Ire­land may need to cool econ­omy from 2019: CB

Kuwait Times - - BUSINESS -

Ire­land may need to cool parts of its econ­omy in a cou­ple of year, po­ten­tially by rais­ing taxes, if ramped up pub­lic in­vest­ment co­in­cides with full em­ploy­ment, its cen­tral bank chief was quoted as say­ing yes­ter­day. The econ­omy has grown faster than any other in Europe for the last three years and em­ploy­ment is show­ing no sign of slow­ing down, with a cur­rent job­less rate of 6.3 per­cent down from over 15 per­cent five years ago.

“We are not over­heat­ing now and we may not over­heat be­cause of down­side risks,” Gov­er­nor Philip Lane told Ire­land’s edition of The Times news­pa­per in an in­ter­view, a tran­script of which was pub­lished on the cen­tral bank’s web­site. “The big chal­lenge for the govern­ment is that from 2019-2021 in the sce­nario where we do hit full em­ploy­ment in late 2018 or early 2019... the na­ture of the econ­omy to­tally changes and every­one rec­og­nizes that this has to be han­dled.”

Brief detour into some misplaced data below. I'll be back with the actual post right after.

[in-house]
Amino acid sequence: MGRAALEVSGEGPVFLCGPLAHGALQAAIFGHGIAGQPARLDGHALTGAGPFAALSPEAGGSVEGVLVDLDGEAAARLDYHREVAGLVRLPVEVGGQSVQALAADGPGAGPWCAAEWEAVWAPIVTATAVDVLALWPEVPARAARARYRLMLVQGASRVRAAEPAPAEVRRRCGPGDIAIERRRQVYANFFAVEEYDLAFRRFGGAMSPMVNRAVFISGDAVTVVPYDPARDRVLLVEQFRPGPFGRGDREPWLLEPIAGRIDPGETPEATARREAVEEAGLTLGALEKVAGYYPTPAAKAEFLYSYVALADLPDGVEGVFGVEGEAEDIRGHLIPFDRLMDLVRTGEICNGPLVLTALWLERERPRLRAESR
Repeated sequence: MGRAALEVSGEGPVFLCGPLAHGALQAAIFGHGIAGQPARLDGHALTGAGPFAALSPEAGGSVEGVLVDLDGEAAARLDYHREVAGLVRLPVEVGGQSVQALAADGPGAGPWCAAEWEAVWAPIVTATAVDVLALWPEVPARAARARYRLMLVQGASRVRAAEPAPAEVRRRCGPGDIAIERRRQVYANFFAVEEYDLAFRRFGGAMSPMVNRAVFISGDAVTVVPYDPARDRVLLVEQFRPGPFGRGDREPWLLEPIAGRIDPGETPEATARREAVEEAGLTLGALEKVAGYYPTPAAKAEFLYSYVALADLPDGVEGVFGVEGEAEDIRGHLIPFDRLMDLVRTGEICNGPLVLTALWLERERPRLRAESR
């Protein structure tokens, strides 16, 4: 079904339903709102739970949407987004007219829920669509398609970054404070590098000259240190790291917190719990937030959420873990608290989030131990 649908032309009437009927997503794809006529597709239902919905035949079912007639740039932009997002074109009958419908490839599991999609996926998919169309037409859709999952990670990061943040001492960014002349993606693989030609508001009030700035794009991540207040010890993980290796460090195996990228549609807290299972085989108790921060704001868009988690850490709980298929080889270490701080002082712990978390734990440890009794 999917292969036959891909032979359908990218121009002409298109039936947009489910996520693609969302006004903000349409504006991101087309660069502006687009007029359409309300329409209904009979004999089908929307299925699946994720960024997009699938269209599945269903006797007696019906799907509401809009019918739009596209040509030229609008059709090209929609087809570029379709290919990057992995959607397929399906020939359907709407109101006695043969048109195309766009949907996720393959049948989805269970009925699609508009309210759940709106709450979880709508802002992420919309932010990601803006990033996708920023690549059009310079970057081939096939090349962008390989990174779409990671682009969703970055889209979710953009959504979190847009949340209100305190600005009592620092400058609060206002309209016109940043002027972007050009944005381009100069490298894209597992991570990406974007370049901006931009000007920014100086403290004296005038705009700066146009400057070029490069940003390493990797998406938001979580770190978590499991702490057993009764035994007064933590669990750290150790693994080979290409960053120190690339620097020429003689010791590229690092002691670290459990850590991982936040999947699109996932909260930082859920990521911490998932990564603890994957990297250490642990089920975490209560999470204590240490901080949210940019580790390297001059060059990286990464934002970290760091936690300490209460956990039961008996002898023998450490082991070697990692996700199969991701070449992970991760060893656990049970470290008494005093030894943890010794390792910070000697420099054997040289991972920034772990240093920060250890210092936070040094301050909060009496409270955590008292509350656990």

Full em­ploy­ment means that just about every­one who wants a job has one, a sit­u­a­tion which leads to work­force short­ages and wage in­fla­tion. Dublin also plans to stim­u­late growth by nearly dou­bling cap­i­tal spend­ing over the next five years, tack­ling bot­tle­necks built up af­ter in­vest­ment ground to a near-halt dur­ing the fi­nan­cial cri­sis and which re­mains among the low­est in the Euro­pean Union.

Lane said that while there was some slack in the econ­omy with wage growth re­main­ing rel­a­tively mod­est, pay pres­sure built up quite quickly when Ire­land last reached full em­ploy­ment in the late 1990s be­fore the crash of the “Celtic Tiger” econ­omy.

“The process of adding through a surge in pub­lic in­vest­ment, how does that work in full em­ploy­ment? Other parts of the econ­omy may need to cool down and this is where the govern­ment’s over­all fis­cal strat­egy may come into play,” Lane said.

“So, rais­ing taxes... Not say­ing we’re go­ing to raise taxes for­ever. But rais­ing taxes to make room for a surge in pub­lic in­vest­ment or to make room for the fact the econ­omy is op­er­at­ing above po­ten­tial... For small economies the type of bud­get sur­plus needed could be sig­nif­i­cant.”

Ire­land’s Fi­nance Min­is­ter Paschal Dono­hoe said last week that over­heat­ing was a risk that could de­velop and that the govern­ment needed to be ready to act. Ire­land also faces an eco­nomic un­known re­lat­ing to next door Bri­tain’s leav­ing the EU, po­ten­tially cut­ting its land route to main­land Europe for ex­ports and also cre­at­ing a dif­fer­ent trade re­la­tion­ship with its main UK mar­ket. — Reuters

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